In Dreamland Villa Community Club, Inc. v. Raimey, 224 Ariz. 42, 226 P.3d 411 (App. 2010), the Court of Appeals held that the amended deed restrictions at issue in that case, which imposed assessments on homeowners, were invalid and unenforceable. On remand to the trial court, the parties disagreed about the scope of the Raimey decision. Dreamland Villa Community Club argued that the opinion prohibited it from collecting assessments only from the homeowners who participated in the case. The homeowners argued that the opinion rendered the deed restrictions unenforceable against all homeowners in the six sections of the community represented by the participating homeowners. The participating homeowners also requested restitution for judgments they had already paid to Dreamland Villa and attorneys’ fees they had incurred in the trial court throughout the litigation. The trial court agreed with Dreamland Villa, restricting the application of the Court of Appeals’ opinion only to the participating homeowners. The court did not address the homeowners’ requests for restitution and attorneys’ fees.
The homeowners filed a petition for special action in the Court of Appeals, which accepted jurisdiction and granted relief. The Court noted first that, although Raimey concluded that the deed restrictions were “invalid and unenforceable,” it “did not specifically address whether the declarations were unenforceable against other residents of the Six Sections.” Because deed restrictions constitute a contract between the owners of the subdivision as a whole and the individual property owners, however, one lot “cannot be considered separate and apart from its relation to all lots within a subdivision.” Therefore, “Raimey’s holding necessarily applies to all homeowners within the Six Sections.” Allowing Dreamland Villa to enforce the restrictions against some homeowners but not others would contravene “the basic principle that all homeowners within a particular subdivision be subject to the same restrictive covenants.”
The Court rejected Dreamland Villa’s arguments that preclusion principles prevented the non-participating homeowners from benefiting from the judgment against it. The non-participating homeowners were not benefiting from the judgment against Dreamland Villa. Rather, the Court said, Dreamland Villa could not enforce the restrictions declared invalid because it was a party to the previous proceeding. The Court also noted that its opinion declaring the restrictions invalid was “analogous to a court’s decision invalidating a statute as unconstitutional on its face.”
The Court of Appeals also rejected other arguments raised by Dreamland Villa, including an argument that restrictions should be imposed on homeowners who purchased their lots with notice of the restrictions. The Court said that this suggestion by Dreamland Villa “would contravene longstanding precedent that requires deed restrictions to be enforced uniformly; an invalid restriction does not become valid simply based on the timing of a lot purchase.”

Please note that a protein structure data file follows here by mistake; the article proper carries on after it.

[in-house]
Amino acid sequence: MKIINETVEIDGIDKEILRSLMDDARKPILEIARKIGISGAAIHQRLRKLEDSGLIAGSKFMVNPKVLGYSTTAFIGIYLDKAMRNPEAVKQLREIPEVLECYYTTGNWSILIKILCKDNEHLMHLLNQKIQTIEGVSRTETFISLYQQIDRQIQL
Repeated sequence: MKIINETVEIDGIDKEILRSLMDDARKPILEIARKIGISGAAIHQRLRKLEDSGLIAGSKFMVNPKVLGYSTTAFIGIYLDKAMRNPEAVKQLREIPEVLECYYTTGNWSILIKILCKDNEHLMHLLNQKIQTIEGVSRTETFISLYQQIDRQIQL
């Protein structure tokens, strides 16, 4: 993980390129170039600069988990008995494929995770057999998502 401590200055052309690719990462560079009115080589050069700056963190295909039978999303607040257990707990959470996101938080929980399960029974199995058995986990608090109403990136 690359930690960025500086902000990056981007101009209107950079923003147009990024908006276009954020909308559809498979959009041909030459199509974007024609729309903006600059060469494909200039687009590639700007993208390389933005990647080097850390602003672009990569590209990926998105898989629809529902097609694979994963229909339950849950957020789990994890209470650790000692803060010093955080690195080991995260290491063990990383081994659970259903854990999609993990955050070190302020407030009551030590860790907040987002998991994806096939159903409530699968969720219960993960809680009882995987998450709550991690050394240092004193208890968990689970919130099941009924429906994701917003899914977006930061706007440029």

The Court also concluded that the homeowners should be allowed to file a simple notice of invalidity of the deed restrictions with the recorded deed restrictions to ensure that the public is alerted to their invalidity.
On the restitution issue, the Court concluded that the homeowners who paid assessments and late fees pursuant to the trial court judgment that was later set aside by Raimey were entitled to restitution.
Finally, on the issue of attorneys’ fees, the Court rejected Dreamland Villa’s argument that the homeowners had waived their right to pre-appellate fees because they had failed to include a request for such fees in their Raimey appellate briefs. The Court concluded that the homeowners’ “broad request” for fees was “sufficient to preserve the issue,” but noted that “the better course would have been to identify the scope of the fee award with specificity.” The Court also rejected Dreamland Villa’s argument that the trial court lacked jurisdiction to award pre- and post-appellate fees not addressed in the Raimey mandate because “an award of such fees is not inconsistent with the mandate.”
PRACTICE NOTE: In accepting jurisdiction of the petition for special action, the Court of Appeals noted that special action review is appropriate when a petitioner seeks “review of a trial court’s judgment on remand entered pursuant to specific directions of an appellate court” because such judgments are not appealable.
Judge Brown authored the opinion; Judges Johnsen and Gemmill concurred.
Posted by: Kathy O'Meara